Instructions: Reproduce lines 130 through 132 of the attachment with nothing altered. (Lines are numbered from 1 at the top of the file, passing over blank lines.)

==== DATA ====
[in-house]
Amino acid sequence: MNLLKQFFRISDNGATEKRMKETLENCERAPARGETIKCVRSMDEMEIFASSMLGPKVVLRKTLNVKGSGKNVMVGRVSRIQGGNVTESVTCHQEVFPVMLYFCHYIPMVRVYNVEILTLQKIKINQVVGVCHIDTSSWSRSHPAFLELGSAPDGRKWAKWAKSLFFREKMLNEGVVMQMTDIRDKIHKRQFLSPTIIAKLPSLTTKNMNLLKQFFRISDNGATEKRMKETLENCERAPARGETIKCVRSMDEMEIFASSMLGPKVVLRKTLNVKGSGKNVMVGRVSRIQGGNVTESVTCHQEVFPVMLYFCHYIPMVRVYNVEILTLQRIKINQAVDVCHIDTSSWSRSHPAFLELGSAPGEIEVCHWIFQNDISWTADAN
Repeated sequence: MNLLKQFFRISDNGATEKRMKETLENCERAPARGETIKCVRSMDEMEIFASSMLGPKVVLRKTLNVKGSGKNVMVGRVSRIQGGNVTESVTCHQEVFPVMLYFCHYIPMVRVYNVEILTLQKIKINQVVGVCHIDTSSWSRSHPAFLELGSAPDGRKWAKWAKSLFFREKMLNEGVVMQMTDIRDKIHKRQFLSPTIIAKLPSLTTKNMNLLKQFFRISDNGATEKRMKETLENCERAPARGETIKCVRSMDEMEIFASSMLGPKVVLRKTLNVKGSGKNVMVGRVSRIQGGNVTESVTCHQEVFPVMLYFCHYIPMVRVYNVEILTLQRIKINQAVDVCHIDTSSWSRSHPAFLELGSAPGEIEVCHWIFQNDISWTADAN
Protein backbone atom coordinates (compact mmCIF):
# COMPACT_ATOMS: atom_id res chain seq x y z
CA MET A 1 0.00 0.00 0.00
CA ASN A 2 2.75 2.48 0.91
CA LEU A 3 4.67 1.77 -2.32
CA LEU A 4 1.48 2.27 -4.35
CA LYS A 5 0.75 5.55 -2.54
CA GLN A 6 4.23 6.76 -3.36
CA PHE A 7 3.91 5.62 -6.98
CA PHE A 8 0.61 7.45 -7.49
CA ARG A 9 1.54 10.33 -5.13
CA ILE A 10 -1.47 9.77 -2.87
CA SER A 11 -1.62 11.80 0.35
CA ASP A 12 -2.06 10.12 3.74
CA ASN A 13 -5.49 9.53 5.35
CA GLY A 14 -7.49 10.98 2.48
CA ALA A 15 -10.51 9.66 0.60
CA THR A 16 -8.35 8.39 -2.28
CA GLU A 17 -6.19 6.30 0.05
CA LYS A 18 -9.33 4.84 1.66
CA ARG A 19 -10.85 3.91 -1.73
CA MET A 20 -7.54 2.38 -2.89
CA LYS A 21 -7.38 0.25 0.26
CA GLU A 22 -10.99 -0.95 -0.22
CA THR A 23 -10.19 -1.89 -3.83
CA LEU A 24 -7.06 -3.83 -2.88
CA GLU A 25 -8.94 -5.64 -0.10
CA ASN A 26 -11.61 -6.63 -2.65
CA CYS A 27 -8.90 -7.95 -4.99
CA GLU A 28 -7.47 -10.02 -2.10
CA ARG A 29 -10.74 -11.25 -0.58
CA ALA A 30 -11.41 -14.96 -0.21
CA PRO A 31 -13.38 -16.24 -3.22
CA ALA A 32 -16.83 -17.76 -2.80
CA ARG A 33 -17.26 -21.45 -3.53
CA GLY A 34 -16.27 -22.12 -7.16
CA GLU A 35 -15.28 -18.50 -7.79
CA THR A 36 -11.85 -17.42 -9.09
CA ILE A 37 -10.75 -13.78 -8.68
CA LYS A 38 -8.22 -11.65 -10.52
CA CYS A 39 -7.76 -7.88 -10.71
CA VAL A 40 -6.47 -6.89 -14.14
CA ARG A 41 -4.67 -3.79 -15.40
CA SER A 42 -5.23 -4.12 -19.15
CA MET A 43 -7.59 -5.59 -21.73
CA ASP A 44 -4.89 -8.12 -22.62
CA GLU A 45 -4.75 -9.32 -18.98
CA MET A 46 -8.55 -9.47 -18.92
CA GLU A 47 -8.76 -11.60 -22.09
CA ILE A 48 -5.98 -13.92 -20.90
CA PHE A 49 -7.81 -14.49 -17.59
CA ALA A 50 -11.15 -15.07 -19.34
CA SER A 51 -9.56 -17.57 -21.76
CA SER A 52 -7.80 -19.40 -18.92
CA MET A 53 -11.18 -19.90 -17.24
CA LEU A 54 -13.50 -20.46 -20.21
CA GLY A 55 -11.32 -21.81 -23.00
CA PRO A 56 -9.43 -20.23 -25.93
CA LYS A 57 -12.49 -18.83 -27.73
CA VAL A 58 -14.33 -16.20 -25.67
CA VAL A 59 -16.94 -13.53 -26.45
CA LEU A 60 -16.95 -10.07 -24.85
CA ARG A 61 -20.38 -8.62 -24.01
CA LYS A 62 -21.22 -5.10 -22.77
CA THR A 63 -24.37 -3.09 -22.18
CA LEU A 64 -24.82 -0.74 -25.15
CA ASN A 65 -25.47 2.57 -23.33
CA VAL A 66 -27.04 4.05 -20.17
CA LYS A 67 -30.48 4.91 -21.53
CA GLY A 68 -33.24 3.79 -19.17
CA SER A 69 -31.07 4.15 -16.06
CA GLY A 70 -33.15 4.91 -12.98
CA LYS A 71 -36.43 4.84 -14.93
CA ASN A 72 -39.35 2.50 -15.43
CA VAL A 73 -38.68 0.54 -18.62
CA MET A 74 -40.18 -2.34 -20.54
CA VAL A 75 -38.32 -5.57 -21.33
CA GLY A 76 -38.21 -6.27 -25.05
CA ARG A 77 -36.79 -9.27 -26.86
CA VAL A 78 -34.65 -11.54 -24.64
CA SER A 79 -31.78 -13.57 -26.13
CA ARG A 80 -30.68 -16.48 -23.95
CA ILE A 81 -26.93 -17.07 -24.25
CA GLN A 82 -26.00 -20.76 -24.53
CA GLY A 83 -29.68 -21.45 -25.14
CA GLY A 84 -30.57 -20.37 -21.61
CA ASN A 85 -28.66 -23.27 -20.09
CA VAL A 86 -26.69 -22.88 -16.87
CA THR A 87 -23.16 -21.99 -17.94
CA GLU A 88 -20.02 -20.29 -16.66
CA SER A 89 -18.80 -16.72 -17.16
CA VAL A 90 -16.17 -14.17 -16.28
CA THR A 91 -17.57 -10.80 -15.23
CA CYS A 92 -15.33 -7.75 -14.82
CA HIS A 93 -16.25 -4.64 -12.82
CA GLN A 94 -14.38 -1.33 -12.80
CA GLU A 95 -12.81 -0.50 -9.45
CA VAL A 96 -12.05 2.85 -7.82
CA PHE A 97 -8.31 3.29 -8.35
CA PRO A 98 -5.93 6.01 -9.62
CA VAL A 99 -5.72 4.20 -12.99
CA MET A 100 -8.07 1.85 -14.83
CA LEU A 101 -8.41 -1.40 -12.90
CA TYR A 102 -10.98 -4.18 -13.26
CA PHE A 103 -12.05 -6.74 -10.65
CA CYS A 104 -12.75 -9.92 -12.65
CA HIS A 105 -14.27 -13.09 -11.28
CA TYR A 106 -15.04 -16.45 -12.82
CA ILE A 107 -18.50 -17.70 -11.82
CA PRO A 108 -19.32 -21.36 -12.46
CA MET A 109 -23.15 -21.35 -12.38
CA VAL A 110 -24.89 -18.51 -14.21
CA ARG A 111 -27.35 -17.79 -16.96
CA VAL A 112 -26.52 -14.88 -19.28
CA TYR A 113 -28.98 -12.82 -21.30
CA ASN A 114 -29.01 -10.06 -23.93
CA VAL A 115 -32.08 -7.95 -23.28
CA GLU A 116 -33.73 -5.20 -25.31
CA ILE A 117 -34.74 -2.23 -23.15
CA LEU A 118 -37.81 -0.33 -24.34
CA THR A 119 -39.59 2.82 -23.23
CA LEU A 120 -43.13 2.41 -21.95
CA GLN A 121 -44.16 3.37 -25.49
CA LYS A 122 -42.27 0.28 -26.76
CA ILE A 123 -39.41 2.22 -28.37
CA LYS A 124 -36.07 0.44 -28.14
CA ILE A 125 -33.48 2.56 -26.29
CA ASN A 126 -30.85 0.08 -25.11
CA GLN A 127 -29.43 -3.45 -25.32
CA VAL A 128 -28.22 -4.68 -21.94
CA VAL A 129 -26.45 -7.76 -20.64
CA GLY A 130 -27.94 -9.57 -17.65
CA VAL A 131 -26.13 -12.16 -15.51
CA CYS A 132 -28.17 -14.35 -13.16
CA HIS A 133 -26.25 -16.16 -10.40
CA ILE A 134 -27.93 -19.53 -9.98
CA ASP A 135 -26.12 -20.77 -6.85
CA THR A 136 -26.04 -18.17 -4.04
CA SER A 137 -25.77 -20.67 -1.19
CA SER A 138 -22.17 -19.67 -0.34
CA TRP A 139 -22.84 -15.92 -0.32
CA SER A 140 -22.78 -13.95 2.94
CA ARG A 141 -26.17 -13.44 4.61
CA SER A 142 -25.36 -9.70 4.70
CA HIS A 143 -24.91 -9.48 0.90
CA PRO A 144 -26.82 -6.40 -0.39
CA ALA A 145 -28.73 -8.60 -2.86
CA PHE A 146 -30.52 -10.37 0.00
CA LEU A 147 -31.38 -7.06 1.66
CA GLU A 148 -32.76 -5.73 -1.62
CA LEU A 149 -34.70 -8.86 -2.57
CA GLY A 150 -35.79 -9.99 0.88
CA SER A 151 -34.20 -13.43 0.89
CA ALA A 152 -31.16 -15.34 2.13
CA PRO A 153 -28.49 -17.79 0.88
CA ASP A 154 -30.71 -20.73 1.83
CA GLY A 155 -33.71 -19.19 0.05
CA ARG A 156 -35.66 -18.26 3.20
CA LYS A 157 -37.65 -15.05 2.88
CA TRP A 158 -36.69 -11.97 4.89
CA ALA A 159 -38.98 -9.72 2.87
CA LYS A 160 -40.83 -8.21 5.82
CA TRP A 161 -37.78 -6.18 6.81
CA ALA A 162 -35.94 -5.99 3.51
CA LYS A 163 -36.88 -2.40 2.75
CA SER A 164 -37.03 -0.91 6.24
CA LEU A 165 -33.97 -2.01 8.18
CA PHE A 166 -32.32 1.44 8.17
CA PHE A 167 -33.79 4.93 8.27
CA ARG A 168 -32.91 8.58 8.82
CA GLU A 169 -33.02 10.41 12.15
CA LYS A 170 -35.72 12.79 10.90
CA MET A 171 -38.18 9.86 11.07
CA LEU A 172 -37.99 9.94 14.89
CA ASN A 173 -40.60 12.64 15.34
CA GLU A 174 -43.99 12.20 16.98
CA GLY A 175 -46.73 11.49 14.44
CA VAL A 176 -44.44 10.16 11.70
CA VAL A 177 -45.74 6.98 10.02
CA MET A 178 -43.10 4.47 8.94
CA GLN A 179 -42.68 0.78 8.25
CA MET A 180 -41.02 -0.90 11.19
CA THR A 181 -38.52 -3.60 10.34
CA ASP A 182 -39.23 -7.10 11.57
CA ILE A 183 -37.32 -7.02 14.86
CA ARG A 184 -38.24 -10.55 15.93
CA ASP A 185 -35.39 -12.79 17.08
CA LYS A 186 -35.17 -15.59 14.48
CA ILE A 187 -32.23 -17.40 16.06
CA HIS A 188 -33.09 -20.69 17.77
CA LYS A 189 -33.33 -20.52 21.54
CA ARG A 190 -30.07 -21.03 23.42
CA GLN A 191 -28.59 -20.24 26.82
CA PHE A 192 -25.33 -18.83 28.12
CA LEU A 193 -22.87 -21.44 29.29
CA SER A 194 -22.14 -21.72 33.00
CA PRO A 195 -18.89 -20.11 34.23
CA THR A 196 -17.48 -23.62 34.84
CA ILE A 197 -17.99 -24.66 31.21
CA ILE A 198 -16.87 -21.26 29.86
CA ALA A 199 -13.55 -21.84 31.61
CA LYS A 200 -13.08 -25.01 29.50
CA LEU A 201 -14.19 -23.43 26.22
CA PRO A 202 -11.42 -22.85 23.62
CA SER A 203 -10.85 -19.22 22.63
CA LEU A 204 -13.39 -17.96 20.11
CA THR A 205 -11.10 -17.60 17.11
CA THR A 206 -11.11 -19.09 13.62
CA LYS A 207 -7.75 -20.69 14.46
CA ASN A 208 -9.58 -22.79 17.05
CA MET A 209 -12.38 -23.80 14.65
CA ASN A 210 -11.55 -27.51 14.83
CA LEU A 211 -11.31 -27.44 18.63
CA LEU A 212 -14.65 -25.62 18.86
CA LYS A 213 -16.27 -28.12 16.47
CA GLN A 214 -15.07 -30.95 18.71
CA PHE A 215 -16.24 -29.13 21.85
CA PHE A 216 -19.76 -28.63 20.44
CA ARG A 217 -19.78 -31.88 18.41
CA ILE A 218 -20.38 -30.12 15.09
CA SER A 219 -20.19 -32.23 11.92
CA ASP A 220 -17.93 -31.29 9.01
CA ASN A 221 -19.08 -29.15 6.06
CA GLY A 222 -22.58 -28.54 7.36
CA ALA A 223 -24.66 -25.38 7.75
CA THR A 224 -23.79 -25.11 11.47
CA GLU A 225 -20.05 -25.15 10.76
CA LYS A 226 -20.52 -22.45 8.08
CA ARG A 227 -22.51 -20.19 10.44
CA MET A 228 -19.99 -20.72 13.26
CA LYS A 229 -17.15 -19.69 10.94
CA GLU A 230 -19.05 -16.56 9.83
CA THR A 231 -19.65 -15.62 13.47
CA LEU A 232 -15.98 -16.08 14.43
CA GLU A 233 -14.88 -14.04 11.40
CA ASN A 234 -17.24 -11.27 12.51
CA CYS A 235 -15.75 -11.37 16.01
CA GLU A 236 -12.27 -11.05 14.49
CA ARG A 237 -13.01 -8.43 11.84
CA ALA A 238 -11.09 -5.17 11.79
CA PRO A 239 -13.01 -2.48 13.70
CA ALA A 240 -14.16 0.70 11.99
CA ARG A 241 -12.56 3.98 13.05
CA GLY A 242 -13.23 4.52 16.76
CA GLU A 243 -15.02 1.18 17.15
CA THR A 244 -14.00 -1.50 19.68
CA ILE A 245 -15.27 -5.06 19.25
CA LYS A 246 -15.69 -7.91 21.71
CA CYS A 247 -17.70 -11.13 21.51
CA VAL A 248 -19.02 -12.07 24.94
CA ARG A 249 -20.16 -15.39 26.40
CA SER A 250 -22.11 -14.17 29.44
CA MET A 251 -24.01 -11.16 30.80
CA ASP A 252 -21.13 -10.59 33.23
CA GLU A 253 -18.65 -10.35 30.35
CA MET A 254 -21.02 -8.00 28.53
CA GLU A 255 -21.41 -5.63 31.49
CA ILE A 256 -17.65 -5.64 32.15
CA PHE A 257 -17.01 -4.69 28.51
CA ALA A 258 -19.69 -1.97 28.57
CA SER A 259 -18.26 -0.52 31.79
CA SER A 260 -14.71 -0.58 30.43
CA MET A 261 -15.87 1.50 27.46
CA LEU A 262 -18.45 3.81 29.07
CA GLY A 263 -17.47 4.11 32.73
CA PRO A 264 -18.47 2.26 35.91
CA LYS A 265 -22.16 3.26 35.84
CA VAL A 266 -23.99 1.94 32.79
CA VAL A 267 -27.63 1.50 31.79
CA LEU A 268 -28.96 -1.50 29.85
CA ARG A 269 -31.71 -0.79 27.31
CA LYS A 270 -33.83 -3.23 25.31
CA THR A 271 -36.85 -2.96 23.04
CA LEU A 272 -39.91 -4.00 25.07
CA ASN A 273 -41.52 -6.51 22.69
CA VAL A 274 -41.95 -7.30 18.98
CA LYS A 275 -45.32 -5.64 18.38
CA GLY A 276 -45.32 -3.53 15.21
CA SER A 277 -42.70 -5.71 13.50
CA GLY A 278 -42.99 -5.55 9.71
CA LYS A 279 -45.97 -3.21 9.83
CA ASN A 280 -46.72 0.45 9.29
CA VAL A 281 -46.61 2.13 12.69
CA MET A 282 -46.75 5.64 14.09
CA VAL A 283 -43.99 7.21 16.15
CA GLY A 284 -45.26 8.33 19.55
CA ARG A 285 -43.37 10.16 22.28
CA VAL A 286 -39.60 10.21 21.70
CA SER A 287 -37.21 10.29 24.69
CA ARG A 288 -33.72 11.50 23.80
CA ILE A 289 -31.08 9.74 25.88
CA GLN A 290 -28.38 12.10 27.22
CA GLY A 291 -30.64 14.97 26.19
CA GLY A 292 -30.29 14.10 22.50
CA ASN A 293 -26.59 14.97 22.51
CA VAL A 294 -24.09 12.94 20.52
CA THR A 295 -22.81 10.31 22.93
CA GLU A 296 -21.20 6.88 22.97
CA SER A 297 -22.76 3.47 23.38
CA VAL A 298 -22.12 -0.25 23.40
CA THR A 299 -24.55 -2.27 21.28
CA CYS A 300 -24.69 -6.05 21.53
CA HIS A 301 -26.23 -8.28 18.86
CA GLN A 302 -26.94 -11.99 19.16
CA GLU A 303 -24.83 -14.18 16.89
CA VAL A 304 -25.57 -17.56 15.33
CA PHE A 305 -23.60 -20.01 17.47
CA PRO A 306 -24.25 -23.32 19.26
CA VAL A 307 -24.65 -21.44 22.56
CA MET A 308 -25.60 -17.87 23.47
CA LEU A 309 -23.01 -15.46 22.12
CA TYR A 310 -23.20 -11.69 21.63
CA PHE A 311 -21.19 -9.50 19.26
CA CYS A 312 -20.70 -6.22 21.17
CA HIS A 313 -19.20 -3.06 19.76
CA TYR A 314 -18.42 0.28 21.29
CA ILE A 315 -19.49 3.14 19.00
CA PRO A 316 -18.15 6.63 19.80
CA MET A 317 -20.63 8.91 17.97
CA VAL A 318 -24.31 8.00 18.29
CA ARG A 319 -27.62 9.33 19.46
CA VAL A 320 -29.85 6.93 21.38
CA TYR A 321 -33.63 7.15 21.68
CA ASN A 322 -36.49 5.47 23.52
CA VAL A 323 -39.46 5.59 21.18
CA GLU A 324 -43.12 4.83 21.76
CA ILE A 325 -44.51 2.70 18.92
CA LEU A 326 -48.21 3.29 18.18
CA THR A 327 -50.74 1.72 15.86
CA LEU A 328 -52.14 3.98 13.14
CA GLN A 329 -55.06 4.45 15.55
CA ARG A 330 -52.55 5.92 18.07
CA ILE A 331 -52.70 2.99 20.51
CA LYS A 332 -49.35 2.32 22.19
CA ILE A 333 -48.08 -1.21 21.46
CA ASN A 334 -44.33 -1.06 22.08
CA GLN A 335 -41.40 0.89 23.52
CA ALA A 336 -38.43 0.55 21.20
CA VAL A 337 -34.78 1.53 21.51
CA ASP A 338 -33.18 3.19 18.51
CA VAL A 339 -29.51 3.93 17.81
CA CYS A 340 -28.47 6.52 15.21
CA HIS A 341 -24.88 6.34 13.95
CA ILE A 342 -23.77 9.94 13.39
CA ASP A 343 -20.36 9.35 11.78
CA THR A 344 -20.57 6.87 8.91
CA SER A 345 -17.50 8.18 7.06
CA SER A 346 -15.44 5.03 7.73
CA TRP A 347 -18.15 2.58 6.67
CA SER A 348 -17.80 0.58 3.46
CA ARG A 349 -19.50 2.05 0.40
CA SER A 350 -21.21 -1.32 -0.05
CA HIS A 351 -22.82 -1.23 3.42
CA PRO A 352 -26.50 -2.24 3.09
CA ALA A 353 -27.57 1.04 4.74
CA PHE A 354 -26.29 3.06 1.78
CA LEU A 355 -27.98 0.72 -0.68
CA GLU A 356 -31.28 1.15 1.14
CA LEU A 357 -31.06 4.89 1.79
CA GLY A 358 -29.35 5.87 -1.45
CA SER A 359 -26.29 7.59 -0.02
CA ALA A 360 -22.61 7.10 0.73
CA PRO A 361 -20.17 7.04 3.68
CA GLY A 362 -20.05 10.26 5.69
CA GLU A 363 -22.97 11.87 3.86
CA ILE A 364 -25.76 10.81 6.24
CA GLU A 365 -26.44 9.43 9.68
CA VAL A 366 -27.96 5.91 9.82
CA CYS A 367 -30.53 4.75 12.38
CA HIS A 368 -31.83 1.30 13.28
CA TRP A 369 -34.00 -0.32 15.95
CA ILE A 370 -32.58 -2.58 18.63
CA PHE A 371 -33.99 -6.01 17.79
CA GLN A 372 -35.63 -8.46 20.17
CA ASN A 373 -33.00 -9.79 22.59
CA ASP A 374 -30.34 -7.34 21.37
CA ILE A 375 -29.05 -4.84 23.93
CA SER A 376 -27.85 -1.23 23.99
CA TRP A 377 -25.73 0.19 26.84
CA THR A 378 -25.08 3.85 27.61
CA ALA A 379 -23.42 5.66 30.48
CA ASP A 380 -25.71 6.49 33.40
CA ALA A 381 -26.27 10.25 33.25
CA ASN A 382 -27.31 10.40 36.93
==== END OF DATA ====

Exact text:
CA ILE A 125 -33.48 2.56 -26.29
CA ASN A 126 -30.85 0.08 -25.11
CA GLN A 127 -29.43 -3.45 -25.32